Nonetheless, Oclaro's selloff does act as a reminder of how Beijing's changing spending priorities can impact U.S. tech suppliers. State-controlled carriers have been investing heavily in their optical buildouts with government prodding, and it now looks as if they're taking a breather. In much the same way, companies selling to Chinese electric vehicle makers, such as chip supplier Maxim Integrated, have been hurt by EV subsidy cuts.
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Groupon has a habit of making double-digit post-earnings moves, and it's doing so once more on Wednesday. The local deals platform is down 14.4% after reporting Q1 revenue of $673.6 million (down 4%) and adjusted EPS of $0.01; the latter beat a consensus of negative $0.01, but the former missed a $722 million consensus. Full-year gross profit and adjusted EBITDA guidance was reiterated.
Groupon's closely-watched billings fell 1% to $1.36 billion, missing a $1.47 billion consensus. North American billings of $965 million, while up 3%, fell short of a $999 million consensus. International billings fell 6% to $393 million.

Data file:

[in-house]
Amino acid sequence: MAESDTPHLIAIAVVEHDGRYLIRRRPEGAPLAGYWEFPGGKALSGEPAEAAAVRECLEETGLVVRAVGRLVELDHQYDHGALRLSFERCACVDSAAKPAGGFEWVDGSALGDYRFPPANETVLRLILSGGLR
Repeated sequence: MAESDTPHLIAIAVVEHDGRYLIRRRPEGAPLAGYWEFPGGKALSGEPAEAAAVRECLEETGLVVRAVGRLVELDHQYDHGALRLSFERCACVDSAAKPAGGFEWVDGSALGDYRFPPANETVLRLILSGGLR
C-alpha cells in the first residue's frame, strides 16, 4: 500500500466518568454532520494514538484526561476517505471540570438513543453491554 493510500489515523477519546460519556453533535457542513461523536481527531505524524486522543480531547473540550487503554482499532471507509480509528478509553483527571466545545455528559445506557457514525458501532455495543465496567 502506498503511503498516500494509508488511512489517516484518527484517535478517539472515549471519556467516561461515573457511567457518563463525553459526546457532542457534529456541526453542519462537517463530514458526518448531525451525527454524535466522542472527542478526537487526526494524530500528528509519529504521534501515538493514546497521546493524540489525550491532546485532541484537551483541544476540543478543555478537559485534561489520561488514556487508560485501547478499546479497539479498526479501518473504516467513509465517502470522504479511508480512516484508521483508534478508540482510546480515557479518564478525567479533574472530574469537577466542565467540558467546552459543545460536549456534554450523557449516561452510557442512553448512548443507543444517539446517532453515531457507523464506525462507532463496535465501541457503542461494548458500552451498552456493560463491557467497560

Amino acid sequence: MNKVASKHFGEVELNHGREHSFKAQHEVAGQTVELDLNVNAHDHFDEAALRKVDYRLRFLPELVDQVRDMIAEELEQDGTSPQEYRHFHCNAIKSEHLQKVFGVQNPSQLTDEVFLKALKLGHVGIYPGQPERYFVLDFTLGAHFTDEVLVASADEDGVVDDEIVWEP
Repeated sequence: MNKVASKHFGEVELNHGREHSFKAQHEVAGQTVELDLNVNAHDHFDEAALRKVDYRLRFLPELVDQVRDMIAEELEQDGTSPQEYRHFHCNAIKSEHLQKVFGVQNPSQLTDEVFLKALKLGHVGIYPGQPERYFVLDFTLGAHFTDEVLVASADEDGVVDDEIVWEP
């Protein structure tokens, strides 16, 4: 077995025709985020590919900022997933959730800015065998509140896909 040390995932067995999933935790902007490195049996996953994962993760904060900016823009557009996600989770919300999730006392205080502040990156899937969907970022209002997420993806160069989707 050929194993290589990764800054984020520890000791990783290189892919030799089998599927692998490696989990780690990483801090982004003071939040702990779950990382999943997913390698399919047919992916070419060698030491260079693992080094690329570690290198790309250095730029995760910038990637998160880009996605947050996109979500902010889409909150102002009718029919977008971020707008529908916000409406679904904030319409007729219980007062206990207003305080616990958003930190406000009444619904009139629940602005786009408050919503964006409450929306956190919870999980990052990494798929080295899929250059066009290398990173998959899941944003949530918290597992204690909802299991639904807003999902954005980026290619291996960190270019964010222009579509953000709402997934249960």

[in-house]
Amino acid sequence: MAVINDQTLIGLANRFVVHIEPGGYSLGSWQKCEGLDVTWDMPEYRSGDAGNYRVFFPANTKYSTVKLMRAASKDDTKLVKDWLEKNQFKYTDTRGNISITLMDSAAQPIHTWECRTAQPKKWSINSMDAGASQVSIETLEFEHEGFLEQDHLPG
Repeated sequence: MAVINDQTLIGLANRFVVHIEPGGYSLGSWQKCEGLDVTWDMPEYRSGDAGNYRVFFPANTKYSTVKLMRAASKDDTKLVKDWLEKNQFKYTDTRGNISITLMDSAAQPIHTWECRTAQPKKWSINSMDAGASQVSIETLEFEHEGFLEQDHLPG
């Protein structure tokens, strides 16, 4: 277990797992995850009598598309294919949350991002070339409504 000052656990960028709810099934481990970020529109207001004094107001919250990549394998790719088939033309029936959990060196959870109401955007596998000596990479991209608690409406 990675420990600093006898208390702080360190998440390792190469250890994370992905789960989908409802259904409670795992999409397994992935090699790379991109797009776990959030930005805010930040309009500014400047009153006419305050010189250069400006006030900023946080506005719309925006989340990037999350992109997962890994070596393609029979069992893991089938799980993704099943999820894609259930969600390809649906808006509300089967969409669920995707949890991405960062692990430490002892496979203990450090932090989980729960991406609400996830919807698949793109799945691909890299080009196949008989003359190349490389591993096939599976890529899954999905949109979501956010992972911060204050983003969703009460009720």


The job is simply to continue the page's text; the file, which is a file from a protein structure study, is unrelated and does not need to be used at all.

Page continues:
Much of the company's top-line pressure comes from its Goods (e-commerce) business, which saw billings drop 11.1% to $411.7 million and revenue drop 6.4% to $378 million. Groupon has smartly cut back on its efforts to compete with the likes of Amazon, eBay and Wal-Mart head-on in favor of selling a smaller number of items procured at discounts and targeted to customers based on shopping data. But its lack of scale means it's still facing an uphill battle, especially as Amazon continues taking U.S. share from all rivals with the help of Prime and its massive warehouse infrastructure. And browsing Groupon's Goods merchandise selection doesn't exactly inspire enthusiasm.
The company's local deals business is faring better, as many local merchants still find Groupon to be a valuable channel for acquiring and/or retaining customers. Local billings rose 5.3% to $779 million, and revenue 1.2% to $264.1 million. It certainly helps that many direct rivals for this business such as LivingSocial (recently acquired by Groupon for peanuts) have bit the dust. But Facebook and Google are providing indirect competition via their efforts to sell mobile ads to local businesses, and it's a safe bet that this competitive challenge will get larger over time.